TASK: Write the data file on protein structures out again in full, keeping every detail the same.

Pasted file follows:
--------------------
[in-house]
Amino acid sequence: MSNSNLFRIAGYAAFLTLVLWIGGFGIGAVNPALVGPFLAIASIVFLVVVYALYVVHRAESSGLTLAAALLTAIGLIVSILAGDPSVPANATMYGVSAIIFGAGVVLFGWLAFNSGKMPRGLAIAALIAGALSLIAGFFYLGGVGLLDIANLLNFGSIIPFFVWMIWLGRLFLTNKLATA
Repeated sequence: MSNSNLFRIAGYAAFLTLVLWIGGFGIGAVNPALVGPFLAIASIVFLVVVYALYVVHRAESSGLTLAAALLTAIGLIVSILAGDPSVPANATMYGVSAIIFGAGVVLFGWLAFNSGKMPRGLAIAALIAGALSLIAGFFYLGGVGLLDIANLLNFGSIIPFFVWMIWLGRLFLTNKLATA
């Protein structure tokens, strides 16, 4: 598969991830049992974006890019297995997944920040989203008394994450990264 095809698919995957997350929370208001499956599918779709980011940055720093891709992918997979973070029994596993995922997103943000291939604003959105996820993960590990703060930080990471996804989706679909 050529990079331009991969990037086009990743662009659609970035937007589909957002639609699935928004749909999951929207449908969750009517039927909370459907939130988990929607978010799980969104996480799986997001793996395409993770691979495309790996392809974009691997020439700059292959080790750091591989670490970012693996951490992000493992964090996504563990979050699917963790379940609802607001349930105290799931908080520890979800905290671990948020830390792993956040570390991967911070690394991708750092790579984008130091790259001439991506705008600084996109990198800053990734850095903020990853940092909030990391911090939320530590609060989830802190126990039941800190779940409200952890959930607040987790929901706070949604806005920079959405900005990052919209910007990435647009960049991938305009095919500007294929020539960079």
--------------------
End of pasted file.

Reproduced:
[in-house]
Amino acid sequence: MSNSNLFRIAGYAAFLTLVLWIGGFGIGAVNPALVGPFLAIASIVFLVVVYALYVVHRAESSGLTLAAALLTAIGLIVSILAGDPSVPANATMYGVSAIIFGAGVVLFGWLAFNSGKMPRGLAIAALIAGALSLIAGFFYLGGVGLLDIANLLNFGSIIPFFVWMIWLGRLFLTNKLATA
Repeated sequence: MSNSNLFRIAGYAAFLTLVLWIGGFGIGAVNPALVGPFLAIASIVFLVVVYALYVVHRAESSGLTLAAALLTAIGLIVSILAGDPSVPANATMYGVSAIIFGAGVVLFGWLAFNSGKMPRGLAIAALIAGALSLIAGFFYLGGVGLLDIANLLNFGSIIPFFVWMIWLGRLFLTNKLATA
């Protein structure tokens, strides 16, 4: 598969991830049992974006890019297995997944920040989203008394994450990264 095809698919995957997350929370208001499956599918779709980011940055720093891709992918997979973070029994596993995922997103943000291939604003959105996820993960590990703060930080990471996804989706679909 050529990079331009991969990037086009990743662009659609970035937007589909957002639609699935928004749909999951929207449908969750009517039927909370459907939130988990929607978010799980969104996480799986997001793996395409993770691979495309790996392809974009691997020439700059292959080790750091591989670490970012693996951490992000493992964090996504563990979050699917963790379940609802607001349930105290799931908080520890979800905290671990948020830390792993956040570390991967911070690394991708750092790579984008130091790259001439991506705008600084996109990198800053990734850095903020990853940092909030990391911090939320530590609060989830802190126990039941800190779940409200952890959930607040987790929901706070949604806005920079959405900005990052919209910007990435647009960049991938305009095919500007294929020539960079």